Do you remember the last time you sat on a beach and scooped up some sand, noticing how fine, cool and smooth it feels? Did you notice that the more you tighten your grip around it, the more the sand starts to slip through your fingers? But that if you relax your grip, the sand stays there?
When I was young I used to pick flowers when I was out on my walks in Nature (I still do). I used to be worried about dropping the flowers and losing them on my walk, so I would grip them tightly, just to be sure. The heat from my hand and my tight grip around the stems would often mean that these flowers would wilt very quickly. I would ruin them. Now when I pick flowers, I hold them loosely, or put them in a basket, to let them breathe a little, which preserves their beauty more.
When we love someone, it’s natural to want to keep them by our side, and not want to let them go.
Sometimes we tighten our grip on them – particularly when we feel less secure in the relationship. We fear losing them.
This fear can take many forms. It can mean that when our partner develops a new interest, hobby or career, we fear they will lose interest in us. It can mean that we feel jealous when our partner is around members of the opposite sex.
It can also mean that we feel threatened when our partner has an opposing viewpoint about something that means a lot to us. On some level we can feel we have lost them in part, because we realise that they are not the same as us.
We tighten our grip on our partner in lots of different ways; trying to prevent them from having their individual interests, directly confronting them about these, acting out our jealousy with anger, trying to make ourselves indispensable to them so that they cannot manage without us, trying to be the “perfect partner” so they will never leave, and so on.
The problem with this is that our partner will pick up on this anxiety, and will feel suffocated. Which leads to them withdrawing further – which validates our anxiety. Which makes us try to grip more tightly. And just like the sand, the tighter we grasp, the more we lose.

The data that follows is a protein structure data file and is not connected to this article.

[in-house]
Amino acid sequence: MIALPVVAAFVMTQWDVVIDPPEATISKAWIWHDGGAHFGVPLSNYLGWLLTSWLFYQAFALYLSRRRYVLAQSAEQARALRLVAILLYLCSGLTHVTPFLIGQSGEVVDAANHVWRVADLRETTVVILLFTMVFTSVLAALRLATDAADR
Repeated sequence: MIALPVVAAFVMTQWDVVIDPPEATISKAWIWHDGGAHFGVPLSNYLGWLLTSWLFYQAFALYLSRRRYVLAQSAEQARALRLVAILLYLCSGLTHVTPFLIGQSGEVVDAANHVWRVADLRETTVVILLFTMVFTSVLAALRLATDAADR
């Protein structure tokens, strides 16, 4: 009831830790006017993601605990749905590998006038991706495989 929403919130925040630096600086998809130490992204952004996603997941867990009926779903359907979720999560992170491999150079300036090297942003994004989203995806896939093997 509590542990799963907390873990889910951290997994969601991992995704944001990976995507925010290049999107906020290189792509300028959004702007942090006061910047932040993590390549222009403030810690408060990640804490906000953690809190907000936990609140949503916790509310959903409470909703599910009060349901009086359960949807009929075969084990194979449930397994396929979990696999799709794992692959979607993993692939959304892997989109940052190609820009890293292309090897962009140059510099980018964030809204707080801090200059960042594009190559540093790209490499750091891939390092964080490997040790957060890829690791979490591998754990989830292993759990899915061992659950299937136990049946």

Susan* would try to do everything to be the perfect partner for Steve* – make him meals, dress immaculately, worry if she put on a couple of pounds, iron his clothes, help him to manage his bills. The problem was she felt exhausted with it all, and Steve felt suffocated. It had caused so many arguments in the relationship, because whenever Steve wanted to play golf on the weekend, Susan would become very upset, feeling that he should want to spend all his spare time with her because she did so much for him. Nothing really changed for them until they came to see me for Relationship Coaching. Susan learned to look inwards at why she was feeling so anxious (low self esteem linked to childhood issues of never feeling “good enough”). Steve learned to be more empathetic with Susan and to start to understand her anxiety, giving her the reassurance she needed to relax more in the relationship. It took effort from both of them to turn things around.
The beauty of relationships is that we are all different and unique. When we feel secure in our relationships, that affords us the ability to have individual interests, opinions, feelings, without feeling threatened or worrying that our partner might leave us. Because we know that at the end of the day, our partner will be there for us.
Next time you feel angry, jealous or threatened by something your partner is doing, rather than anxiously tightening your grip on your partner, try looking inwards.
- Are you feeling less than secure in your relationship?
- What are you afraid of?
- Is your partner being less attentive than you would like?
If you have answered “yes” to any of these questions, have you spoken about your fears with your partner? This can be so helpful, because if we don’t do this, we are left with our own imagination of what might be going on. And left to our own devices, we imagine the worst. And we project our own worst fears on to the relationship. And when we are frightened, we grip for dear life.
Perhaps you are the one feeling suffocated or trapped by your partner’s anxiety?
- If so, try to respond with compassion.
- Ask your partner about their fears.
- Listen attentively and try to empathise with them.
- Even if you feel they are being irrational, their feelings are still valid. Ask them if there is anything you can do to help them to understand the situation from their perspective a little more.
Relationships are like a handful of sand – it is better to hold each other than to grasp each other.
And remember, just as you would a beautiful garden, always tend to and maintain your relationship to feel it thrive!
Your Nature-Inspired Relationship Coach,
P.S. Do you have any thoughts or feelings about this that you would like to share, or are there any issues that you are struggling with in your relationship that you would like me to cover in my blog posts or Facebook Livestreams? If so I would love to hear from you! Just contact me by email (firstname.lastname@example.org) or through my Facebook Page, Krystal Woodbridge Relationship Coach.
*Client confidentiality is always protected. Case studies are therefore fictional and for illustrative purposes only.